Between teasing 70-degree days and the influx of pastels and florals lining store aisles, the signs are here. Spring is dying to, well, spring in Northern Virginia. If you’re looking to spend more time with nature this season, Great Country Farm’s chick-raising program might be just the thing.
Starting April 1, you can build a relationship with food and farming through a tiny, fluffy avenue. Plus, it’s just in time for Easter.
The program lets you buy four chicks and take them home to try your hand at taking care of them. At pickup, there are care kits available with everything you’ll need to tend to these babies. The Bluemont farm also offers a 30-minute class outlining what you need to know before embarking on this journey.
Head farmer Andrew Taylor says anyone can do it.
“Our main reasoning behind it all is just to connect people to farming,” Taylor says. “We want our community to be well educated on chickens and eggs, and really just all sorts of farming.”
The chick-raising program began a few years ago as part of Great Country Farms’ mission to bring agriculture to its community through tourism and activities.
Taylor says that with recent news about egg prices and Avian flu, as well as factors like increased development and farms going out of business, people are less connected with their food.
People of all ages gain valuable experiences through this program, especially families with children, Taylor says.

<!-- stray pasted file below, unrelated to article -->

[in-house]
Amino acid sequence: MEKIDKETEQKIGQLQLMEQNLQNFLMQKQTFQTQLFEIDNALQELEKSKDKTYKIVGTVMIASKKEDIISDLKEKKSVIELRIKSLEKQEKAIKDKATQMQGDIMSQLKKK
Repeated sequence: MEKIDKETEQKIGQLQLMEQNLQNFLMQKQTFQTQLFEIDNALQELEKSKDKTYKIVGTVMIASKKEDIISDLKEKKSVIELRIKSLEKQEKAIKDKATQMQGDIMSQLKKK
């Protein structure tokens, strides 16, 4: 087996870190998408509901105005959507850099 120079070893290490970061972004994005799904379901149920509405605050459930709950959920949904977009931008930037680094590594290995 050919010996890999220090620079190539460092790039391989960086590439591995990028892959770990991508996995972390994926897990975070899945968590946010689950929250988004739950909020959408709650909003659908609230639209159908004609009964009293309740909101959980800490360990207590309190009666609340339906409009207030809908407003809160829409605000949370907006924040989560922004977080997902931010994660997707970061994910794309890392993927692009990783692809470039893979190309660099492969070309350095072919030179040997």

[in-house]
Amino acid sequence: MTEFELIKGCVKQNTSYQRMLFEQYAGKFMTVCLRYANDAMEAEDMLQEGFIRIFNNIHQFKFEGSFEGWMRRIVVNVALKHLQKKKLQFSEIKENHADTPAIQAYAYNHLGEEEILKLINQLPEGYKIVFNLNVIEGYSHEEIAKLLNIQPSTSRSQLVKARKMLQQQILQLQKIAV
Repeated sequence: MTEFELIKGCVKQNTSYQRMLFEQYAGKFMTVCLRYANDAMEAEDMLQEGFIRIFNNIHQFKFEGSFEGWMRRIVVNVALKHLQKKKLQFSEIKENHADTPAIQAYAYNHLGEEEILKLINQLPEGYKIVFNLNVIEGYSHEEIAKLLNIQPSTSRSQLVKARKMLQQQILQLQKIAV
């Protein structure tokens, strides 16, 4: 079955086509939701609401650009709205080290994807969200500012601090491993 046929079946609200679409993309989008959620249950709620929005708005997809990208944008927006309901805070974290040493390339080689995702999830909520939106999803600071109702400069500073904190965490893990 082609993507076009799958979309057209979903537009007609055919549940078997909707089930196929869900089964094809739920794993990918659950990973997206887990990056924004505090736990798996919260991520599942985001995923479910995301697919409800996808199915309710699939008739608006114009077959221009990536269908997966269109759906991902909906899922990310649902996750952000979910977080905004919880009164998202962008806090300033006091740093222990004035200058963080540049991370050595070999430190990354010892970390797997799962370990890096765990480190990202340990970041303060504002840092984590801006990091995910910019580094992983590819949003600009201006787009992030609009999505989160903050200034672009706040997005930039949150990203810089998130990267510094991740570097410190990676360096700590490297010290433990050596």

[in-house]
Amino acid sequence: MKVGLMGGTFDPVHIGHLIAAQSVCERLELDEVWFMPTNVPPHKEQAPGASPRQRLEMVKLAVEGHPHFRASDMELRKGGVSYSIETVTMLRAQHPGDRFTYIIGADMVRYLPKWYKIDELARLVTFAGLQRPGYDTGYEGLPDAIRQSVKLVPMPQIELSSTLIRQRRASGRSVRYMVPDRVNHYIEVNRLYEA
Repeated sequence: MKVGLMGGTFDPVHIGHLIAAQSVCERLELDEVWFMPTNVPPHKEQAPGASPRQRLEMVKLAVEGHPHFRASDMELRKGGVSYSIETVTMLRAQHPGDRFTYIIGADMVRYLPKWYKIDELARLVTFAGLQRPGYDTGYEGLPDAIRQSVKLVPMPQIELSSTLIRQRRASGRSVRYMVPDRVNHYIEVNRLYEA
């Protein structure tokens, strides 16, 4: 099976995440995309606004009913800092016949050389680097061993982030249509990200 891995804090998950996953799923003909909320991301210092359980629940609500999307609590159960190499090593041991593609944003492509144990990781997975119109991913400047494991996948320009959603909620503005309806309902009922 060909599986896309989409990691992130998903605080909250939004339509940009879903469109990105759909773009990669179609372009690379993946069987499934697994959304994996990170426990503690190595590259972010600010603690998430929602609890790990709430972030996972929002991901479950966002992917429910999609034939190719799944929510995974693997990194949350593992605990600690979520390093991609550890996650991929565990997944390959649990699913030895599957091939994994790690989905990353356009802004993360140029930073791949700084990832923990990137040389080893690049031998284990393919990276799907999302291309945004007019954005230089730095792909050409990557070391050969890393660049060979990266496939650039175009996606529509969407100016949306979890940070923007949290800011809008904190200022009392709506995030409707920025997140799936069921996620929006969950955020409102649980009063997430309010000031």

“They want that exposure for their kids to raise up a chicken,” he says. “I’ll tell you what, they come back with the funniest names you’ve ever heard. … Seeing where food comes from and having that hands-on experience and that responsibility is really big for us, so we like introducing that to a kid’s daily life.”
The best part? You can chicken out, so to speak, any time. In other words, if the chicks become too much to take care of, Great Country Farms welcomes the animals back to live out the remainder of their lives in a happy, healthy environment. This is a mutually beneficial system since this season brings the need for new laying hens on the farm. Taylor said that typically about 50 to 60 percent of the chicks are returned.
Then again, if you fall in love with these little guys, they’re all yours to keep.
Prices start at $40 for four chicks and a week’s food supply. The additional care package is $69.99 and includes a feeder, a water dish, and a heat mat to keep the chicks at a healthy temperature. Taxes and fees apply.
Feature image courtesy Great Country Farms
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